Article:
I hate it when I have to clean up other people's messes.
I’m not sure why I always get the ugly and dirty jobs, but there I was, yet again, sent off to a distant spot in space to figure out what kind of trouble those first three folks to go got into. Look, I’m all on-board with investigating newly discovered species; that’s why we became a spacefaring race in the first place, right? But seriously, I think we tend to take things too far. Consider my assignment if you don’t believe me: some pointy-headed telescope-loving academic caught signs of a civilization we were previously unaware of. No dig deal, that—it’s what he’s paid to do. All I ask is that they use a little common sense when we send people out there to take a look. It’s one thing to take a look at a peaceful race, but these folks were in the midst of a brutal civil war. Sure, it appeared that they might have some useful pieces of tech we could learn from, but it was equally apparent that they weren’t the type to meet us at our landing site with pretty lights and compellingly rhythmic, massively amplified organ music like in that ancient historical documentary. I can't remember the name of it, but I do remember people making mounds out of mashed potatoes, back when we still ate stuff that grew in the ground.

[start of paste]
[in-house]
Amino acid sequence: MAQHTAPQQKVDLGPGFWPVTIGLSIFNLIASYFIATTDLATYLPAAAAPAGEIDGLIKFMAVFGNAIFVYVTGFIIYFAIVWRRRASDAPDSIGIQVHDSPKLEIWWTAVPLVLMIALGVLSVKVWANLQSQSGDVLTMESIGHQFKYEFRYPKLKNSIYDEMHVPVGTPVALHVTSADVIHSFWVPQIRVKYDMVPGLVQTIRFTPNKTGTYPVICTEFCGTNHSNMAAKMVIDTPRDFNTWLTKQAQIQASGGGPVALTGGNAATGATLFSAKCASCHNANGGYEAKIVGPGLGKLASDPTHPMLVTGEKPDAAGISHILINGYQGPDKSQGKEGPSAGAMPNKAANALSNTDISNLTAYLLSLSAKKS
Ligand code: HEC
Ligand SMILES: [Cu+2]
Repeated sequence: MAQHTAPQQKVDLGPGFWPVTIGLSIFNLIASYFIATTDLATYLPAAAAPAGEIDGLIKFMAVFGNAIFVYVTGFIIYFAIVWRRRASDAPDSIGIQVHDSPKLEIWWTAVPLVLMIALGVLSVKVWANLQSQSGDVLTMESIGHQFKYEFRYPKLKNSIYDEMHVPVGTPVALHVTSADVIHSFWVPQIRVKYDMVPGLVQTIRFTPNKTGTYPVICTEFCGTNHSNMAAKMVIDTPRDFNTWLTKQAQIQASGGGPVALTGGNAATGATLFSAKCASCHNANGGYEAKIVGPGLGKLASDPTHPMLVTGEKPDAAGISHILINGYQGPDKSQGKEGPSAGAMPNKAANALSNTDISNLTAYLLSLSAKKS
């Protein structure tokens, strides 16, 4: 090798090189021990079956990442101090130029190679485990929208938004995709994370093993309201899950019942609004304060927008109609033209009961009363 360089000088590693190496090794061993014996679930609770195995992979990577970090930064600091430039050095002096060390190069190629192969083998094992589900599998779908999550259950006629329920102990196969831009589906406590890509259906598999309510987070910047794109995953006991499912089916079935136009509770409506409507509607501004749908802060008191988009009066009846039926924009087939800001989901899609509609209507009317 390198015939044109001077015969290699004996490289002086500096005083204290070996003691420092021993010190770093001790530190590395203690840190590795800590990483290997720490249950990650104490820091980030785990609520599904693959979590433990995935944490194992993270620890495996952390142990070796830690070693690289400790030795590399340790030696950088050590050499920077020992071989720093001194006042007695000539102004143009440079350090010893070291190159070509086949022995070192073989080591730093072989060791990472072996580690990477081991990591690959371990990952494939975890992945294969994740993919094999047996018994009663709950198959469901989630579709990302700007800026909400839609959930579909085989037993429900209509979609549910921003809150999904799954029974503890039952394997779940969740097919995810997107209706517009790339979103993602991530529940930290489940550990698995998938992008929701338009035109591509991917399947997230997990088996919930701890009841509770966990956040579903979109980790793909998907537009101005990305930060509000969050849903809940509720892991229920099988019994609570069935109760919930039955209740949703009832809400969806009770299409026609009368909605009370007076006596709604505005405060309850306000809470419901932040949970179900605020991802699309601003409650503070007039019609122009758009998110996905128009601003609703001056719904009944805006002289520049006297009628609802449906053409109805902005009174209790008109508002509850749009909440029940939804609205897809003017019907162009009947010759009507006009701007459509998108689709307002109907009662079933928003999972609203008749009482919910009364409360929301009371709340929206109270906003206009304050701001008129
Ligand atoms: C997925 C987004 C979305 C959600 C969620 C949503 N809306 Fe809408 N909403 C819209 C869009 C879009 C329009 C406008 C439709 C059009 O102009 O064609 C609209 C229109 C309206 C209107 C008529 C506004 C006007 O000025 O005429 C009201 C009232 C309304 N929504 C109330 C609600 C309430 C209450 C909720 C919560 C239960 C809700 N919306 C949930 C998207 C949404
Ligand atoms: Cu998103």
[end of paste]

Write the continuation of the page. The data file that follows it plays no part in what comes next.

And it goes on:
But these people? If they would fight their own people with a level of brutality we have never encountered before, what made the bookish set think we would be welcomed with open arms and pretty lights?
At least the academics recognized that the native temperament of the aliens was pretty awful. I guess they thought that with a deep enough understanding of what motivates the natives, we could convince them that we were not a threat to them. Did it work? Well, that’s the question of the day, isn’t it? Once communications from our three scouts dried up, we had no idea what had happened, or what the meaning of it might be.
So they sent me. Again. It’s like there's an “I’m your Huckleberry” tattoo on my forehead that I have never been able to see for myself. Fortunately, I am good at what I do. Maybe that’s why they keep sending me on these miserable assignments. Maybe I ought to contrive to fail now and again. Or maybe they just don't like me. Academics tend to look down on people that work for a living.